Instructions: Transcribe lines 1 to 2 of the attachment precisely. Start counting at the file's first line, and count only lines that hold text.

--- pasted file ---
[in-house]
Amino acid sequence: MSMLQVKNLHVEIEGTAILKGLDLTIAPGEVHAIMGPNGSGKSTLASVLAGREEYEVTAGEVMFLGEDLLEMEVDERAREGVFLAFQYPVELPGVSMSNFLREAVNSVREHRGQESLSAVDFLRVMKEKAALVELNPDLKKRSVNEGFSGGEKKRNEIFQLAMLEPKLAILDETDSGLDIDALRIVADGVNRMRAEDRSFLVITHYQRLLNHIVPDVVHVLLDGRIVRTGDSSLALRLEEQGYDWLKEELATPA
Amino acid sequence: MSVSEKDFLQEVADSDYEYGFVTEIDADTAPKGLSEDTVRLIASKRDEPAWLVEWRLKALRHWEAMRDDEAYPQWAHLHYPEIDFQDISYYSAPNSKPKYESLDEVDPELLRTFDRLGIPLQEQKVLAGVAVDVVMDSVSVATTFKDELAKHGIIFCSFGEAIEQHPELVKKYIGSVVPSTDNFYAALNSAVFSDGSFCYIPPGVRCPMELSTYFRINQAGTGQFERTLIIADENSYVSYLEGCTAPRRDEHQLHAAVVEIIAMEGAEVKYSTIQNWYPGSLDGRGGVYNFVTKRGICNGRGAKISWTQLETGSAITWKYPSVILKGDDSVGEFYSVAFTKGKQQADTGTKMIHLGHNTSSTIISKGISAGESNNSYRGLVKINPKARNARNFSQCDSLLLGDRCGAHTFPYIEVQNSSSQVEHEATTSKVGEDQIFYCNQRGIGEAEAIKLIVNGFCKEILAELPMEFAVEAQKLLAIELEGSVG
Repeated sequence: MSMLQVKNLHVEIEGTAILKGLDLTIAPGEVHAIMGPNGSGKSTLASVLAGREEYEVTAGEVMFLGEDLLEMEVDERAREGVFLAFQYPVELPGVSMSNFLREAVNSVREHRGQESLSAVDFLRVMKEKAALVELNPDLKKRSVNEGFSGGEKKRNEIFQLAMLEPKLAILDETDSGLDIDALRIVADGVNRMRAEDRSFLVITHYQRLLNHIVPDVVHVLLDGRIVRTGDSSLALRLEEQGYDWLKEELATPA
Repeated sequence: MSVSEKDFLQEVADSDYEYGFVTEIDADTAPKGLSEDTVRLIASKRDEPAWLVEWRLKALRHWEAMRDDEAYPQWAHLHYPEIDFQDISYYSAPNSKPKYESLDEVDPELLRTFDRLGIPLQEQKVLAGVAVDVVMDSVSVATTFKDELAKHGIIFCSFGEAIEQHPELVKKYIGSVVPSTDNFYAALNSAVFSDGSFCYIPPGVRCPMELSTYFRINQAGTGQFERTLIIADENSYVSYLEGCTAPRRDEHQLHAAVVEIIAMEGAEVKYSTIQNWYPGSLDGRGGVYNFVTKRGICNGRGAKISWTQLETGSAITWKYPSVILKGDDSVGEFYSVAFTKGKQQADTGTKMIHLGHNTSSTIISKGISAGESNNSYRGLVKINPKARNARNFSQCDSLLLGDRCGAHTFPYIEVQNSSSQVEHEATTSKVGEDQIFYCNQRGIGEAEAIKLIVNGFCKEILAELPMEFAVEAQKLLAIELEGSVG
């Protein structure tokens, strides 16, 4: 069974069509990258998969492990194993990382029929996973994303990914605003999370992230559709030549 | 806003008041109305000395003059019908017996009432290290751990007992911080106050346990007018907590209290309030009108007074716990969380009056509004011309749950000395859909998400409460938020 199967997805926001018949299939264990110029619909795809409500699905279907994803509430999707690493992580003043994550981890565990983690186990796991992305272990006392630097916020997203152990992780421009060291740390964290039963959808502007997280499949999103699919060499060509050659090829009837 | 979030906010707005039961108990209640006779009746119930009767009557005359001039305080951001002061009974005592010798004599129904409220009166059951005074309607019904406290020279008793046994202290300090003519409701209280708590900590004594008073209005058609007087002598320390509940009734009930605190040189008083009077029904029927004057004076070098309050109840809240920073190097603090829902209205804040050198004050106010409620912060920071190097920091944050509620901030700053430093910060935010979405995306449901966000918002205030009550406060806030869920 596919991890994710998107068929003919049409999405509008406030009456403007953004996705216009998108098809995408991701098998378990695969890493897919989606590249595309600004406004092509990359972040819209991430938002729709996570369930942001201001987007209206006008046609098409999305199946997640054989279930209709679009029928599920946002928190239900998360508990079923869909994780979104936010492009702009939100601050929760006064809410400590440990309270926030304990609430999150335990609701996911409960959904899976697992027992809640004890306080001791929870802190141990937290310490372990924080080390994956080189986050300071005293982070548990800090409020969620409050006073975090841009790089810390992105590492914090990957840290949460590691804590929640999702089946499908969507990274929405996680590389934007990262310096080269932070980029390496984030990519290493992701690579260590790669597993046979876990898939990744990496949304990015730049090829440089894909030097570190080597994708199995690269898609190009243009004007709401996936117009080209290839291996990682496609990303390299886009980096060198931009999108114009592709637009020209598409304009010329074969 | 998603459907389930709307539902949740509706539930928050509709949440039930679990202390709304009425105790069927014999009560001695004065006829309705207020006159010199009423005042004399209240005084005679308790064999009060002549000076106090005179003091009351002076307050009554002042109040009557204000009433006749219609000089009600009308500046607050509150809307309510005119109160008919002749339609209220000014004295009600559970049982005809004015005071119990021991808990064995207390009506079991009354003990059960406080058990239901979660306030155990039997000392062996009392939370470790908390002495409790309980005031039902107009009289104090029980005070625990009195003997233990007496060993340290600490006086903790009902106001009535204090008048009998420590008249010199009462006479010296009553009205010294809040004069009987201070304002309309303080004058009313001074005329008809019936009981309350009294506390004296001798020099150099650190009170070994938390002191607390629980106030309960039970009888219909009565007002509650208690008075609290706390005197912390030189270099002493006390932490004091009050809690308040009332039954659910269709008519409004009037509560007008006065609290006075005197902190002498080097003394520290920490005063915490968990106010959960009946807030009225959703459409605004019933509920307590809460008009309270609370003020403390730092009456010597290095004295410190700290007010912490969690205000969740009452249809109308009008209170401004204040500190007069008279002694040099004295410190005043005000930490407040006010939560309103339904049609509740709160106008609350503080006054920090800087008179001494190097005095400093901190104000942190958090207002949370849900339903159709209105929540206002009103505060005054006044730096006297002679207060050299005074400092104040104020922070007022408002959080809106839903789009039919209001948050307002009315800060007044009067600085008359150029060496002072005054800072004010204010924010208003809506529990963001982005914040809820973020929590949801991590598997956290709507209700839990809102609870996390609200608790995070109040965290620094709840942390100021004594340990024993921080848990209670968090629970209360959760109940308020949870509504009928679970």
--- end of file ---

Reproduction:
[in-house]
Amino acid sequence: MSMLQVKNLHVEIEGTAILKGLDLTIAPGEVHAIMGPNGSGKSTLASVLAGREEYEVTAGEVMFLGEDLLEMEVDERAREGVFLAFQYPVELPGVSMSNFLREAVNSVREHRGQESLSAVDFLRVMKEKAALVELNPDLKKRSVNEGFSGGEKKRNEIFQLAMLEPKLAILDETDSGLDIDALRIVADGVNRMRAEDRSFLVITHYQRLLNHIVPDVVHVLLDGRIVRTGDSSLALRLEEQGYDWLKEELATPA